Dark Knight RisesNaima Lett | Blog | Friday August 17 2012
Dark Knight Rises
Friday, August 17, 2012
Finally saw The Dark Knight Rises, the final installment of director Christopher Nolan’s Batman trilogy.
I won’t give away any specific details, just in case you waited to see the film, like I did. I was still processing the horrible shooting in Aurora; so it took me a minute. But the film is all that the critics and fans said it would be: an all-out epic conclusion to this Warner Brothers reboot. It’s 3 hours of power-packed, non-stop engagement.
A fascinating article by Jewish blogger Arie Hasit in the Haaretz Newspaper in Israel caught my attention, ‘Finding messiah in ‘The Dark Knight Rises’. Arie’s tagline for the article is “The Jewish people have a responsibility not to wait for the messiah, but to do our part to improve our society.”
Arie submits that many of his peers see a clear Jewish message in the film and that Batman represents a savior to all people. He argues that society faces a problem today in that ‘people are waiting for a messiah to come and solve the world’s problems for them’ when in actuality, all citizens should take part in maintaining society. He concludes that Bruce Wayne/Batman wants people to believe that anyone can be Batman. Therefore, if any of us can be Batman, any of us can be the messiah.
While I can respect Arie as my Jewish brother, we obviously have two totally different worldviews. I am quite aware that I am nobody’s messiah. I can’t even save myself, much less anybody else. I cannot take away anybody’s sins and I certainly can’t ensure eternal life with God. I can point people to the One who is the Messiah, which is not me, no matter how much I could want to think it. And while I agree that every person should indeed do what we can to improve our society, I also believe that our ‘doing good’ doesn’t make us the messiah.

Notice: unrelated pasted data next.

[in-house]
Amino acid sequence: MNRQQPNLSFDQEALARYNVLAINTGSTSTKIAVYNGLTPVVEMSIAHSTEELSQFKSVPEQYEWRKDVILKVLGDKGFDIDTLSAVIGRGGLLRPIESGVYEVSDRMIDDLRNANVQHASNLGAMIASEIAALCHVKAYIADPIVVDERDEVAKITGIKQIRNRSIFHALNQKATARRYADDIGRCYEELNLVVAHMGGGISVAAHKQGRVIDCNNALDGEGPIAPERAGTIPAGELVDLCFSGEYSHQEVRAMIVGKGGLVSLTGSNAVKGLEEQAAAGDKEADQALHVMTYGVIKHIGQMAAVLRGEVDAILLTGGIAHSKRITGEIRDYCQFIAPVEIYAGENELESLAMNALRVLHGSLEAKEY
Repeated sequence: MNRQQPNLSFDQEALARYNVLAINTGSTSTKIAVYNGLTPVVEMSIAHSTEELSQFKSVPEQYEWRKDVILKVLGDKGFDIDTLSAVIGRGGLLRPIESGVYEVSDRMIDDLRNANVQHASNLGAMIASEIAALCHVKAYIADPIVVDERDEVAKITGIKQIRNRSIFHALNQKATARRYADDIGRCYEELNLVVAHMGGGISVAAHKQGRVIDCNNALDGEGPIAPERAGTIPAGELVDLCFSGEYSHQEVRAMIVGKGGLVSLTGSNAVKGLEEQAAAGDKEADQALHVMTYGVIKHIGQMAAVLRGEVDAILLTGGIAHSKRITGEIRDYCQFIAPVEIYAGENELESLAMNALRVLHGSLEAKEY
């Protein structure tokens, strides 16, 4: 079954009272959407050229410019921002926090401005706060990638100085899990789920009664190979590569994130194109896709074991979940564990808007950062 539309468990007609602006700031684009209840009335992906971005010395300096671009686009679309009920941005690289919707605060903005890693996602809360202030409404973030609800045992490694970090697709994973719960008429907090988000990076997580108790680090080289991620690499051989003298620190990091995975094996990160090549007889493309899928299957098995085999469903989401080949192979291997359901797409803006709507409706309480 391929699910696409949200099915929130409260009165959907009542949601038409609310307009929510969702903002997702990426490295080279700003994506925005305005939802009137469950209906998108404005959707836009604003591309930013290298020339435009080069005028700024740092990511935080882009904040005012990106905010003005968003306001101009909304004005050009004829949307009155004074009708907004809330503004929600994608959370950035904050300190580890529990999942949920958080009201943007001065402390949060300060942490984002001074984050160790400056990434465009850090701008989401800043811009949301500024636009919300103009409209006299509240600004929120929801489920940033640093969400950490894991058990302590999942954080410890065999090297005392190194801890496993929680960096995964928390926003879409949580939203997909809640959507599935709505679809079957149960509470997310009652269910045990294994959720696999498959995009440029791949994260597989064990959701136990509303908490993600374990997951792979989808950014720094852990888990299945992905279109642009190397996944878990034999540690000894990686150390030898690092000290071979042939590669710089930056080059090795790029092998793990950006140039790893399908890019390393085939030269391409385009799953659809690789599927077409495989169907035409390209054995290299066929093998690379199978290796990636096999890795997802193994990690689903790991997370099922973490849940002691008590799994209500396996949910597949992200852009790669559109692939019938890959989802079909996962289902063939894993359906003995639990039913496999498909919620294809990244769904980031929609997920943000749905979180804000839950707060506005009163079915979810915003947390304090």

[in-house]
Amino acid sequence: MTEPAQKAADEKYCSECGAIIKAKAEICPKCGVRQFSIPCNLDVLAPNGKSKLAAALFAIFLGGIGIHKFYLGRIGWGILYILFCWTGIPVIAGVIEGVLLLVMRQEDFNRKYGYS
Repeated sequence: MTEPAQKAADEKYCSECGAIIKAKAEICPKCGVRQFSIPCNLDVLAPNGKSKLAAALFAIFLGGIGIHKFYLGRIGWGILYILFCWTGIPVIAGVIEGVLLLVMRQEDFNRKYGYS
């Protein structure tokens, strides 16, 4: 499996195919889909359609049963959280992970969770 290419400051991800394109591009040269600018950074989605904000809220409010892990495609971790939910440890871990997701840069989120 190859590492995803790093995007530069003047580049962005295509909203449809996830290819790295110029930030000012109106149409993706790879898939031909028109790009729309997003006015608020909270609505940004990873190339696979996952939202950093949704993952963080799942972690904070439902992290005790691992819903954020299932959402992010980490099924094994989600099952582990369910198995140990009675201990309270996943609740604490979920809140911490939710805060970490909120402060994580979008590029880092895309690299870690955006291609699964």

When the prophet Isaiah wrote in Isaiah 53:12, he said that the messiah would be one who: poured out his life unto death, and was numbered with the transgressors. For he bore the sin of many, and made intercession for the transgressors.
The messiah, the savior of all people, is the one who pours out his life unto death to bear our sins and make intercession for our transgressions. I believe that messiah is Jesus, the Son of God, the One Who, being in very nature God, did not consider equality with God something to be used to his own advantage; rather, he made himself nothing by taking the very nature of a servant, being made in human likeness. And being found in appearance as a man, he humbled himself by becoming obedient to death — even death on a cross. Philippians 2.
Some folks are still looking for the messiah.
Some, like Arie, say we should stop waiting on the messiah and get to work being the messiah.
I believe the messiah is Jesus, and I thank God that He did something I couldn’t do – sacrificed His perfect life in place of my sinful one, so that I could be reconciled back to God.
You’ll have to see The Dark Knight Rises for yourself to see if you catch any savior-like messages. Of course, when Christopher Nolan and his brother wrote and directed it, they weren’t drawing conclusions to messiahs, etc. We do all that afterwards. Probably because deep down, we want a messiah. We want to believe that good will win over evil and that there is someone who can save us.
I’ve found Him.
And I pray that you will too,
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